On may 20 2013 I put the following question to David Ford MLA in his capacity as Justice Minister for Northern Ireland:
1. Has sectarianism grown new legs through the misuse and abuse of social media? Are there effectively new online interface areas?
2. What is the scale of the challenge posed by social media to the PSNI?
3. My figures obtained under FOI, relating to the number or social media incidents reported to the police, have shown exponential growth since 2010 - the number of prosecutions is also quote high. Therefore I ask, what guidelines are police using before:
i. Responding to reports of misuse and abuse
ii. Making an arrest following said report of misuse and abuse
4. What standard are the prosecution services in Northern Ireland using before deciding to prosecute and individual?
5. What has changed since the February 5 2013 plenary session on social media regulation?
6. Since February 5 2013 have you spoken with either Chris Grayling or Maria Miller?
7. Of the options before you do you lean towards either:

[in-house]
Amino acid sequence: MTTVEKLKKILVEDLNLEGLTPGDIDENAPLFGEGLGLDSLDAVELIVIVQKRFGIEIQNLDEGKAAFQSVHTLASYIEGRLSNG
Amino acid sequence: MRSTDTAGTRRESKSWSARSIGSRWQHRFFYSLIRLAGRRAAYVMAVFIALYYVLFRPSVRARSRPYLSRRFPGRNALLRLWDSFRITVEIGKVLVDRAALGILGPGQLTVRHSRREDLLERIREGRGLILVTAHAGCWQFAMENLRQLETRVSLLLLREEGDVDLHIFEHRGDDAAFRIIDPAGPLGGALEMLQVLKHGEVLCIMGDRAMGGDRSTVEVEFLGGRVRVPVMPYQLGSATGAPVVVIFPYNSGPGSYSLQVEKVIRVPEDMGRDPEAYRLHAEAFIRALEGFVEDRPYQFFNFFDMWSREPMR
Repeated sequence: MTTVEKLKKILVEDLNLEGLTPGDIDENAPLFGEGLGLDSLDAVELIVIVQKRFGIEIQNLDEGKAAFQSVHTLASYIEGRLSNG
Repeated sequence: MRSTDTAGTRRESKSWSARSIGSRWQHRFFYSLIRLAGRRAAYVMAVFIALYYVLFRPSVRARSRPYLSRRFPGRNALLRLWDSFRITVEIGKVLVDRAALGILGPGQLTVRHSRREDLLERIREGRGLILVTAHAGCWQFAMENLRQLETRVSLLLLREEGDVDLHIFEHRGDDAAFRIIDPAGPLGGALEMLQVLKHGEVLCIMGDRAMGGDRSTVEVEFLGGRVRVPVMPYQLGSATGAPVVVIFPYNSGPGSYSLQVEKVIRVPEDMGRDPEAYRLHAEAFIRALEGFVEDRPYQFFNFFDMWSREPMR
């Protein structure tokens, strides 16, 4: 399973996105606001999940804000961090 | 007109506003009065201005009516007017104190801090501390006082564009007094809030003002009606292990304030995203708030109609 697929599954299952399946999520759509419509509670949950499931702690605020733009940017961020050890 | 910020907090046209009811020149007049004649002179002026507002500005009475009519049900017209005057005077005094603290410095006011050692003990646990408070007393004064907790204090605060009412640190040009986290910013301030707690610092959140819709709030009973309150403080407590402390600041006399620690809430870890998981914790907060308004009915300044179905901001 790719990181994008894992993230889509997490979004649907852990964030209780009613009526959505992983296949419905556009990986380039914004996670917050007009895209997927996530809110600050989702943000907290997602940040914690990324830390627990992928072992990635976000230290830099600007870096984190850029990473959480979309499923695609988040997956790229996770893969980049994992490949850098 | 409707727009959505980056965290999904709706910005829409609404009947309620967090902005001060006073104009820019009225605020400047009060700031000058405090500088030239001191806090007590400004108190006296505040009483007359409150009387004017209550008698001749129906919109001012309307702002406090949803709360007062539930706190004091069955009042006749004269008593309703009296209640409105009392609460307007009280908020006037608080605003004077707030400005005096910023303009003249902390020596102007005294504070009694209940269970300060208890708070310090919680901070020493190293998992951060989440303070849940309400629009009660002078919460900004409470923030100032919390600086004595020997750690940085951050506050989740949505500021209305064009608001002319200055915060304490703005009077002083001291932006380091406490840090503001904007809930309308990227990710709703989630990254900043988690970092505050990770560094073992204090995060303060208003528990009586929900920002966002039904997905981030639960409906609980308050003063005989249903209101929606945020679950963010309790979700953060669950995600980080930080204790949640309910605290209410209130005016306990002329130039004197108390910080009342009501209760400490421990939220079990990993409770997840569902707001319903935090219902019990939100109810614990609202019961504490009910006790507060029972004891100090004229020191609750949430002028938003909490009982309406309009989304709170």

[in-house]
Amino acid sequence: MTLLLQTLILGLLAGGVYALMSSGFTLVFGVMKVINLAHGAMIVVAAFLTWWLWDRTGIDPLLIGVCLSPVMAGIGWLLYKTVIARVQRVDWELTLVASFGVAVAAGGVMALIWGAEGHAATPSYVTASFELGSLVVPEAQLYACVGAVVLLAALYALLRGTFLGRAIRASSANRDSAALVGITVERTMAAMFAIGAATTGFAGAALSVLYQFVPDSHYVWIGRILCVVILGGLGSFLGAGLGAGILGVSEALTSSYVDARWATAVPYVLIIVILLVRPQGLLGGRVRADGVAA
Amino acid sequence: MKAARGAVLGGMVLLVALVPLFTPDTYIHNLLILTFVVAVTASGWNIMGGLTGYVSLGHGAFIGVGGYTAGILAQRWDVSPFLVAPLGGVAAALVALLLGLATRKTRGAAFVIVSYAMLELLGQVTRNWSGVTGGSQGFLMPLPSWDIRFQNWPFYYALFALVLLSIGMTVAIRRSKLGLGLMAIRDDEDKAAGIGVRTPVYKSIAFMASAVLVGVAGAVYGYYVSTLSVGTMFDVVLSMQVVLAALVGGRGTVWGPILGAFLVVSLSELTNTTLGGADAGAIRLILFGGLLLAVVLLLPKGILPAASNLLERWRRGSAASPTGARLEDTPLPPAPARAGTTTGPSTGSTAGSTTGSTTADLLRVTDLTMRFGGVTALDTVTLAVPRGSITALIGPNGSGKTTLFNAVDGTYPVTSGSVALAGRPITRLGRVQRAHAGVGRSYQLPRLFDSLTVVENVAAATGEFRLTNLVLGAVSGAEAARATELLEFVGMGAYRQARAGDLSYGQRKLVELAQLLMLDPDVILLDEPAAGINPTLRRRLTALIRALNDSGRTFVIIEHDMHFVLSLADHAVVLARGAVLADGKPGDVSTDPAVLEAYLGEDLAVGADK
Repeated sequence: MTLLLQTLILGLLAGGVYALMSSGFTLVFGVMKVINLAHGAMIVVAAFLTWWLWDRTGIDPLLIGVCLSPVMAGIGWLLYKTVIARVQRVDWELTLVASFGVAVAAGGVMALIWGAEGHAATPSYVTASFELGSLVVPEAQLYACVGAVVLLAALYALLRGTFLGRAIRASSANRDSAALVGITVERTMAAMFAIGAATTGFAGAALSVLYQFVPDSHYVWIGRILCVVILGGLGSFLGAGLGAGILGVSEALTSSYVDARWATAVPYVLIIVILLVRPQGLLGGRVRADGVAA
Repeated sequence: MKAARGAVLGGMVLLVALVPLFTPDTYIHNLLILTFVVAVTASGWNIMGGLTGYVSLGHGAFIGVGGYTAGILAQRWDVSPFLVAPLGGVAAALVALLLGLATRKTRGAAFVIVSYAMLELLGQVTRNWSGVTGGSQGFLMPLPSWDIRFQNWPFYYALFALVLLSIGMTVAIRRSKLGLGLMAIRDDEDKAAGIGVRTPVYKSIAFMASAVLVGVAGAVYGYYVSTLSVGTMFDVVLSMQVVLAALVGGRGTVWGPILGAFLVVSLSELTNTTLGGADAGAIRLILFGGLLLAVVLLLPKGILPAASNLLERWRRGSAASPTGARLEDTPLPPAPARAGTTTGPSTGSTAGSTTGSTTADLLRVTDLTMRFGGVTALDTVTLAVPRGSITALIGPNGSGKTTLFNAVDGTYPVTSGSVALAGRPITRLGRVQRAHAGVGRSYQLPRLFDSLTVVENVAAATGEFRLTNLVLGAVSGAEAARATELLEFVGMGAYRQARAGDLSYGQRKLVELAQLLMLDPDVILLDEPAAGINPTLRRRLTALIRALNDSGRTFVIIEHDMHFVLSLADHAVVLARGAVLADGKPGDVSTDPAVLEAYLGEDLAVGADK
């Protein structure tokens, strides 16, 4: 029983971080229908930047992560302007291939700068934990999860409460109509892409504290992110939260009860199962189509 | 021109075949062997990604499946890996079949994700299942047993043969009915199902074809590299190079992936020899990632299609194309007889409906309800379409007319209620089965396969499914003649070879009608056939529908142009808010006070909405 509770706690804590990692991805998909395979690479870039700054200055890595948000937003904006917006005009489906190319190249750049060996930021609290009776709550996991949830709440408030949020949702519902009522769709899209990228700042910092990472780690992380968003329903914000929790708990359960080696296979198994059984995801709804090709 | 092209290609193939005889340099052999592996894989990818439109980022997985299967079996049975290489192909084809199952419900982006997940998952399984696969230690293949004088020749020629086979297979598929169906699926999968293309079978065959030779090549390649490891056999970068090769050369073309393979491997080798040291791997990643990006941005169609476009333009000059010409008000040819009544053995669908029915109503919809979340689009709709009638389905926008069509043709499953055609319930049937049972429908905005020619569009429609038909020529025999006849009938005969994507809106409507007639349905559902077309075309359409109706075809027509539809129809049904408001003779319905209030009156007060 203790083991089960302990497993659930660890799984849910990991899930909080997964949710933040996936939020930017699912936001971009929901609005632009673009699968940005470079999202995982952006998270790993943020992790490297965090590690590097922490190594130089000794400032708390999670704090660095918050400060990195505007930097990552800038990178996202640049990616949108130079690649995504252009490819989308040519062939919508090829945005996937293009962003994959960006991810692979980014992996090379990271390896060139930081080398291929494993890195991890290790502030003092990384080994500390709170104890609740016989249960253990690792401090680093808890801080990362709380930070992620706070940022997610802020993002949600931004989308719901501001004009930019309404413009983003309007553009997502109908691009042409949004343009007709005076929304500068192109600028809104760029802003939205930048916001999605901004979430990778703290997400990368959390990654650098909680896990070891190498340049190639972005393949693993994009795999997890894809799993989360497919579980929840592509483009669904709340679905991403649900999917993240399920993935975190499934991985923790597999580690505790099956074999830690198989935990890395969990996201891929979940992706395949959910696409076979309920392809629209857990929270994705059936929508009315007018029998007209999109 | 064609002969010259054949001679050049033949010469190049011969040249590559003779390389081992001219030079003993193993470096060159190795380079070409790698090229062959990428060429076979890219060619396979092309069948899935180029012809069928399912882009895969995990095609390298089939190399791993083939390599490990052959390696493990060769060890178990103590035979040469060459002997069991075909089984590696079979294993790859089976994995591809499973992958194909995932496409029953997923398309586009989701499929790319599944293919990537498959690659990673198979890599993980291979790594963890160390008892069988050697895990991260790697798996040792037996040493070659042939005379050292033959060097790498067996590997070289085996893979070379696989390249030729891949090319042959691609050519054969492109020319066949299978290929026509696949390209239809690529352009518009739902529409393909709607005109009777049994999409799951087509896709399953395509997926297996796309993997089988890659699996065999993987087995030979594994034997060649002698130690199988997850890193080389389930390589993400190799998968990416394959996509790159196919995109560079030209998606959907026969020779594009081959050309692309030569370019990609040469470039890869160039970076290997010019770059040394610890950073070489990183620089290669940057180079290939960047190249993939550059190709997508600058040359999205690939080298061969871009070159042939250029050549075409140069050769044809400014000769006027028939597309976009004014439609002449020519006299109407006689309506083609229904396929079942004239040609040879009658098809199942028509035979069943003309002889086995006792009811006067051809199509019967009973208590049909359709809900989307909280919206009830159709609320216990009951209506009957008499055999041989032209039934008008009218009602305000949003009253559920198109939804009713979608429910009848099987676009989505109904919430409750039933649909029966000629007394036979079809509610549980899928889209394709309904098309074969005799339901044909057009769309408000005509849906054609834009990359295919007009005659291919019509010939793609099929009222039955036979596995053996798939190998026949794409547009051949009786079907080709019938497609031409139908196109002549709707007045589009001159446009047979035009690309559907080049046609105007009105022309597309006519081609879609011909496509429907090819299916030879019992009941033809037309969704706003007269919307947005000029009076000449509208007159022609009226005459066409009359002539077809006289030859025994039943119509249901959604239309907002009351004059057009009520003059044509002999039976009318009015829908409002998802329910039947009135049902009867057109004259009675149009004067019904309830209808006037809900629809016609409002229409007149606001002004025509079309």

i. Tightening controls such as bringing in censorship measures?
ii. Bringing in new criminal controls as has been suggested by Pat Rabitte for ROI?
iii. Self-regulation and Educating people, especially young people in schools (as per here)?
8. Do you intend to bring forward to Northern Ireland specific guidance for arrests and prosecutions relating to social media - or do you intend to use guidance produced by Keir Starmer (now stepping down from CPS)?I received a response from the Office of the Justice Minister on June 12 2013. None of my questions were actually answered. And I won't have anyone suggest that I didn't ask them as presented above; so below is a screen grab of the original email I sent with relevant addresses redacted.
Questions 5 - 8 are in the image below:
I should note that after sending the above questions I sent a further email to clarify that I knew that Stormont does not have competence to regulate the internet, as per image below. This was just to clarify any possible uncertainty and to prevent any time wastage in the responses.
So below is the response from David Ford's Office [original document in full here]. I've highlighted some parts that are at least a little interesting. I've also made side notes where appropriate:
"You posed a number of questions by email regarding the use of social media. Several of your questions relate to PSNI operational issues and I suggest you may wish to seek responses directly.
As you are aware I responded to a debate in the Assembly on 5 February where many of the issues you raise were discussed."This is a reference to the Assembly debate (transcript here) which I wrote about prior and subsequent to the actual sitting here and here respectively.